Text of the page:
Luke DuBois: “While working on the project, I discovered a few things. One is that I have five or six techniques that, when left to my own devices, I fall back on as compositional habits. I like to stretch and compress pre-existing recordings to see what a radical shift in time-scale does to a familiar piece of music. I find myself drawn to physics equations, mapping their results into musical parameters of pitch and rhythm. I also like to compose with random sets of musical probabilities, drawn either from my imagination or from the analysis of existing music. Failing that, I enjoy making a huge racket with field recordings run through different computer algorithms that splice, dice, distort, and otherwise mangle the original. So part of the challenge was avoiding my comfort zone of repetitive practice; with 365 pieces to make and no real expected listenership outside of my friends in my various creative communities, I felt, for the first time in years, that I could experiment and fail. So mixed in with the sonic time lapses of American folk songs, granulated recordings of home appliances, and musical deconstructions of film scores, I found myself making well-intentioned stabs at electronica, incidental music for contemporary dance, and long-form synthesizer pieces based on tracings of Kandinsky drawings. I even cover an Alex Chilton song. I can’t guarantee that all (or any) of this is good music, but I invite you to judge for yourself. Over the course of the year I wrote 72 hours of it, so there’s plenty for everyone’s taste. If you listen to every piece and still hate all of it, I’ll gladly give you a refund.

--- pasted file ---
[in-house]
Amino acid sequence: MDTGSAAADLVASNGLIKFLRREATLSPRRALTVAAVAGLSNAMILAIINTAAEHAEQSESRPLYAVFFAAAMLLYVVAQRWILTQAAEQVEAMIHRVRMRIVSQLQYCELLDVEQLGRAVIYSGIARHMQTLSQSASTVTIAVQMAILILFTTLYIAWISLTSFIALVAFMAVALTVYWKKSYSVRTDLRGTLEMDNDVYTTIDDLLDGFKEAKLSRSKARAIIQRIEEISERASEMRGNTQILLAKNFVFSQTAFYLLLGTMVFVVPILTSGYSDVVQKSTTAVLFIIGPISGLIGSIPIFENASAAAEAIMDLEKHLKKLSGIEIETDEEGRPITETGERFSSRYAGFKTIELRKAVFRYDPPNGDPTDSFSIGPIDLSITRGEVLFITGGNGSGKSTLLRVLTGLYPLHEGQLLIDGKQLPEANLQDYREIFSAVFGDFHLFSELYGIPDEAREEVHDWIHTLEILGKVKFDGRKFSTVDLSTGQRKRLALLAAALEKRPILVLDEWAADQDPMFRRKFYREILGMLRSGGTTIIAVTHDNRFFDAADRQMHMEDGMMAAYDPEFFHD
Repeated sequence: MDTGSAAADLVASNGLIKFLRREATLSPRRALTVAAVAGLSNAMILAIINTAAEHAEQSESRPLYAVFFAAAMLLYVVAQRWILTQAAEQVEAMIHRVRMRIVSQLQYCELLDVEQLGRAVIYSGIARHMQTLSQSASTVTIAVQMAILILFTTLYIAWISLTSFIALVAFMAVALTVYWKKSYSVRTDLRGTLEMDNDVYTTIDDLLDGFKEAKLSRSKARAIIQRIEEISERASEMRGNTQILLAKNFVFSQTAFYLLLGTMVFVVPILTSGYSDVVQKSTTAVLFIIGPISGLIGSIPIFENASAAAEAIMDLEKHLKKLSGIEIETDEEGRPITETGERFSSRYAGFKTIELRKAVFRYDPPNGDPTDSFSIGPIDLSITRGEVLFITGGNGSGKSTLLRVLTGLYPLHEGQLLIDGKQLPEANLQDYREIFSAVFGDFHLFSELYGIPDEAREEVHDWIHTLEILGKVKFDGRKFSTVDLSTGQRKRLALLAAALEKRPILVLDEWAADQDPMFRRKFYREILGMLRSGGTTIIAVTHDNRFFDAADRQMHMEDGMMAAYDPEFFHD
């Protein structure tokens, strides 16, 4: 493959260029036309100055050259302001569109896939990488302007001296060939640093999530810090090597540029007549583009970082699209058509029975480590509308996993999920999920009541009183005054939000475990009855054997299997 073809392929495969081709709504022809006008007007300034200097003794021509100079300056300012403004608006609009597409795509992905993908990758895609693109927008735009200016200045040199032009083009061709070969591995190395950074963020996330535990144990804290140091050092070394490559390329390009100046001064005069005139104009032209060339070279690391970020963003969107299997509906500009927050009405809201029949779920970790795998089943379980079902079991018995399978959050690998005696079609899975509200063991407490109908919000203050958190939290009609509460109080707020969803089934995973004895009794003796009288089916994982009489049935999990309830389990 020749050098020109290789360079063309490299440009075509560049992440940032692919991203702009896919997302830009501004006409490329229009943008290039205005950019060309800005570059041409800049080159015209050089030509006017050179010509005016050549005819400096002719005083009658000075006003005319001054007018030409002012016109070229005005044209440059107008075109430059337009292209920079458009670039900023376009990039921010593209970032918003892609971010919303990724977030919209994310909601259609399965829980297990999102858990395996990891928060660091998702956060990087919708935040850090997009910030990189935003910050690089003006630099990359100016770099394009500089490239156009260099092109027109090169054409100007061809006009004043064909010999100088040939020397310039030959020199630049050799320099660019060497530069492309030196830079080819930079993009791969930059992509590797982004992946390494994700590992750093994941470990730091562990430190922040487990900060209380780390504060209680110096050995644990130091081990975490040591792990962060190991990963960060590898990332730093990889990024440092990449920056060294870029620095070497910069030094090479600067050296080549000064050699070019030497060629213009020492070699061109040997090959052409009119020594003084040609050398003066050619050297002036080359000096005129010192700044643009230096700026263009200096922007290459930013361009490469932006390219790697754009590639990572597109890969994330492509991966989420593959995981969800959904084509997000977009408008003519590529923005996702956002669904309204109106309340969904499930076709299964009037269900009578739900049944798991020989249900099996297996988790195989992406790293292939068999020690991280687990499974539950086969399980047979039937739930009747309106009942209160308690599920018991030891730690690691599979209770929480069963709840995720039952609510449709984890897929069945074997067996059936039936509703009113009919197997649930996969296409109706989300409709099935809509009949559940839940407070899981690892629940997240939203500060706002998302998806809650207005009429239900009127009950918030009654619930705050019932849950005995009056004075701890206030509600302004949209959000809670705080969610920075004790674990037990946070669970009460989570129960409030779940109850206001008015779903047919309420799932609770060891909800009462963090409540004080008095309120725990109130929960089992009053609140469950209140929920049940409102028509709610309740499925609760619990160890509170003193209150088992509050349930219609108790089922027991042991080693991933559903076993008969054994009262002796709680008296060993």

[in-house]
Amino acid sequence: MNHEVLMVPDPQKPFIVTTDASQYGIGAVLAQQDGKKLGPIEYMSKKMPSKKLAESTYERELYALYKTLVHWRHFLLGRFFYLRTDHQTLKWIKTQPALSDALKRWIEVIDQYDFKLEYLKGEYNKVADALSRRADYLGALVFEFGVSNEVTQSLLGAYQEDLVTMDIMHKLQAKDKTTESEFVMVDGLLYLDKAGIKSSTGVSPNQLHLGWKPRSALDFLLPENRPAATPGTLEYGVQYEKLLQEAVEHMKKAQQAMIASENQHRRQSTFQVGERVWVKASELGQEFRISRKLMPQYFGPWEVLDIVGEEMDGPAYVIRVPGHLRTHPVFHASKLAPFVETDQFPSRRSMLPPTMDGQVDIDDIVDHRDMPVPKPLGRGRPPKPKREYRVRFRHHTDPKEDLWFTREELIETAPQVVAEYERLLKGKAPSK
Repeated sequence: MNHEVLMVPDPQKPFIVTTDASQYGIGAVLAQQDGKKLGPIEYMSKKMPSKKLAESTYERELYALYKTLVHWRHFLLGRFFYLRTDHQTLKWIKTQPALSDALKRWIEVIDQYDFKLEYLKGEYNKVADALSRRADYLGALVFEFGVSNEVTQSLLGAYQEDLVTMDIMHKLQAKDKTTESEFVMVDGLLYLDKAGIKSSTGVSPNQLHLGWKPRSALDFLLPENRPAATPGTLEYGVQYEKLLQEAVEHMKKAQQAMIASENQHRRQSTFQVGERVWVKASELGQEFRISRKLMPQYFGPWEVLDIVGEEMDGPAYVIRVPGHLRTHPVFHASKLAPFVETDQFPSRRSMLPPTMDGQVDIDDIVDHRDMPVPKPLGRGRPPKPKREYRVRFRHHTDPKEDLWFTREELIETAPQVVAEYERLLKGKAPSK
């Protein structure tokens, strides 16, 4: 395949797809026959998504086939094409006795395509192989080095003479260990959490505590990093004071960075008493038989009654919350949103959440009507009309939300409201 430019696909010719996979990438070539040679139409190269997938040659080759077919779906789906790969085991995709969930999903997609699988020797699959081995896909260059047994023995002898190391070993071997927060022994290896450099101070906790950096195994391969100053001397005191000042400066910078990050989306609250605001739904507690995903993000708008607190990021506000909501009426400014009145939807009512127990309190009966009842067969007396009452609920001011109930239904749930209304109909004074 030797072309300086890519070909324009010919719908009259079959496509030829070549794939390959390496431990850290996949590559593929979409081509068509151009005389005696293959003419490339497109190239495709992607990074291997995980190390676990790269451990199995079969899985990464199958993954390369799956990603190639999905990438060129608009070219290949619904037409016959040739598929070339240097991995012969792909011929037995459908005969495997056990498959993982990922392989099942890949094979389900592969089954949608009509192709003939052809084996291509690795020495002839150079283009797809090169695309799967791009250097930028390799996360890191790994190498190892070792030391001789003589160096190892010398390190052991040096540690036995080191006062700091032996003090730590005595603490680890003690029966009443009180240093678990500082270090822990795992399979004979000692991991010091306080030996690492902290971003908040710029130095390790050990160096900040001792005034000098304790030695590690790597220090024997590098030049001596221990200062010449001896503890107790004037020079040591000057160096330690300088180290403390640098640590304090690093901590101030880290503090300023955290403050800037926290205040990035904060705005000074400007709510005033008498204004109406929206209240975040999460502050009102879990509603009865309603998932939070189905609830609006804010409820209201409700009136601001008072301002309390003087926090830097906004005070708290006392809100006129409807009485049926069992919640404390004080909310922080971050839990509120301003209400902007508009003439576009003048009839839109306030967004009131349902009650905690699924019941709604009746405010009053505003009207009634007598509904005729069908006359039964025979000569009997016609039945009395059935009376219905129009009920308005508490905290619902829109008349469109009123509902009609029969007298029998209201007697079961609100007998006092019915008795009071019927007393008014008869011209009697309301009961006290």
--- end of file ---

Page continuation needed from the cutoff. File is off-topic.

“The second (and more important) thing I learned was that, within a few months, making music every day became not only second nature, but a necessary part of my routine, like a morning coffee or remembering to feed my cat. By six months in, it had become my favorite thing to do; the only hour or two of guaranteed privacy I would allow myself, to focus on something that I really enjoyed. What at first was mainly anxiety and stress, as I feared I had walked straight into an impossible, pointless, and irritatingly Hemingway-esque routine which threatened to derail all the other things I had going on, fell away and was replaced with a different anxiety and stress: now that I’m turning [older], what will I do each day, instead?”
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